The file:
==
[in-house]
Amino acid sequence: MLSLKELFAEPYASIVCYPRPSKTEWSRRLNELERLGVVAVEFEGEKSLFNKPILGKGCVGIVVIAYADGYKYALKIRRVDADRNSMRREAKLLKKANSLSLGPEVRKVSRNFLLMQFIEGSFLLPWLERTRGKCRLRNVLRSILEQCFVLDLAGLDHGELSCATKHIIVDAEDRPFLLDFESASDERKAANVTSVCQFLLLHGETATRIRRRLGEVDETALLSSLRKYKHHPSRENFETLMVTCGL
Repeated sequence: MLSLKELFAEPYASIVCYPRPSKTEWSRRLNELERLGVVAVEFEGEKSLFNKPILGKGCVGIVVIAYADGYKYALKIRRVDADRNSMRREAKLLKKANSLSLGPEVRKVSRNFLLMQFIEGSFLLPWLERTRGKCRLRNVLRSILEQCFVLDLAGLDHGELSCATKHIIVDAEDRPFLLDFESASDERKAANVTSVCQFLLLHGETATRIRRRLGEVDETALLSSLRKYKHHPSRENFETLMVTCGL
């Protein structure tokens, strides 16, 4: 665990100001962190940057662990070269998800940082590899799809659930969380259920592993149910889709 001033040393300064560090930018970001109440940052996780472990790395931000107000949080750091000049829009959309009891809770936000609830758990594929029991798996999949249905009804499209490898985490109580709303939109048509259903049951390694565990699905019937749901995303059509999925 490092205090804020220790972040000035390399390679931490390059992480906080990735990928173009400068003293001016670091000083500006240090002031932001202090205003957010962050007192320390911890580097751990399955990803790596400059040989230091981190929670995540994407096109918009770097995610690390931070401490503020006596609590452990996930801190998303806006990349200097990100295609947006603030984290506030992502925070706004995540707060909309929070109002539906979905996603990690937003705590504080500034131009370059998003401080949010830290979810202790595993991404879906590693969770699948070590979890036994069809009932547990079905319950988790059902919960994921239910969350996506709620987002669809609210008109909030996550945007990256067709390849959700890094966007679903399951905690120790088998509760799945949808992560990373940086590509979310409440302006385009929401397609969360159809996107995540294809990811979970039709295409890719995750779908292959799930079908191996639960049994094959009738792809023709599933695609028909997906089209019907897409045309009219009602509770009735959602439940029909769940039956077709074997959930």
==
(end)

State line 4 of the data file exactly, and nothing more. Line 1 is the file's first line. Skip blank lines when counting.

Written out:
């Protein structure tokens, strides 16, 4: 665990100001962190940057662990070269998800940082590899799809659930969380259920592993149910889709 001033040393300064560090930018970001109440940052996780472990790395931000107000949080750091000049829009959309009891809770936000609830758990594929029991798996999949249905009804499209490898985490109580709303939109048509259903049951390694565990699905019937749901995303059509999925 490092205090804020220790972040000035390399390679931490390059992480906080990735990928173009400068003293001016670091000083500006240090002031932001202090205003957010962050007192320390911890580097751990399955990803790596400059040989230091981190929670995540994407096109918009770097995610690390931070401490503020006596609590452990996930801190998303806006990349200097990100295609947006603030984290506030992502925070706004995540707060909309929070109002539906979905996603990690937003705590504080500034131009370059998003401080949010830290979810202790595993991404879906590693969770699948070590979890036994069809009932547990079905319950988790059902919960994921239910969350996506709620987002669809609210008109909030996550945007990256067709390849959700890094966007679903399951905690120790088998509760799945949808992560990373940086590509979310409440302006385009929401397609969360159809996107995540294809990811979970039709295409890719995750779908292959799930079908191996639960049994094959009738792809023709599933695609028909997906089209019907897409045309009219009602509770009735959602439940029909769940039956077709074997959930």